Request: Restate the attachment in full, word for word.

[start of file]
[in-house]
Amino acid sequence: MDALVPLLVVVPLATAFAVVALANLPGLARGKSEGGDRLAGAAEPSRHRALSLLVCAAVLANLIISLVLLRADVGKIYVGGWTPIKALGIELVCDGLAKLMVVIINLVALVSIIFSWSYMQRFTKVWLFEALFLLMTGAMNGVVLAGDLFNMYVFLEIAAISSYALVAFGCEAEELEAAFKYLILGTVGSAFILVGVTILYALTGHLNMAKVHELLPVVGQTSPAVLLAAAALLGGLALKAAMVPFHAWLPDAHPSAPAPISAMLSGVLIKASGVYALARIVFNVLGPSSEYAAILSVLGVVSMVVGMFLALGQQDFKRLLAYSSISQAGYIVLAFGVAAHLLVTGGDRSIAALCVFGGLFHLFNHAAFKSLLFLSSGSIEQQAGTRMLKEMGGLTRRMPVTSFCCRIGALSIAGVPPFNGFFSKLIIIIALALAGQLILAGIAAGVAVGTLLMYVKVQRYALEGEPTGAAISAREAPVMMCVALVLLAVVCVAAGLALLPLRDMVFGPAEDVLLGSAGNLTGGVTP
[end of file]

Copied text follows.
[in-house]
Amino acid sequence: MDALVPLLVVVPLATAFAVVALANLPGLARGKSEGGDRLAGAAEPSRHRALSLLVCAAVLANLIISLVLLRADVGKIYVGGWTPIKALGIELVCDGLAKLMVVIINLVALVSIIFSWSYMQRFTKVWLFEALFLLMTGAMNGVVLAGDLFNMYVFLEIAAISSYALVAFGCEAEELEAAFKYLILGTVGSAFILVGVTILYALTGHLNMAKVHELLPVVGQTSPAVLLAAAALLGGLALKAAMVPFHAWLPDAHPSAPAPISAMLSGVLIKASGVYALARIVFNVLGPSSEYAAILSVLGVVSMVVGMFLALGQQDFKRLLAYSSISQAGYIVLAFGVAAHLLVTGGDRSIAALCVFGGLFHLFNHAAFKSLLFLSSGSIEQQAGTRMLKEMGGLTRRMPVTSFCCRIGALSIAGVPPFNGFFSKLIIIIALALAGQLILAGIAAGVAVGTLLMYVKVQRYALEGEPTGAAISAREAPVMMCVALVLLAVVCVAAGLALLPLRDMVFGPAEDVLLGSAGNLTGGVTP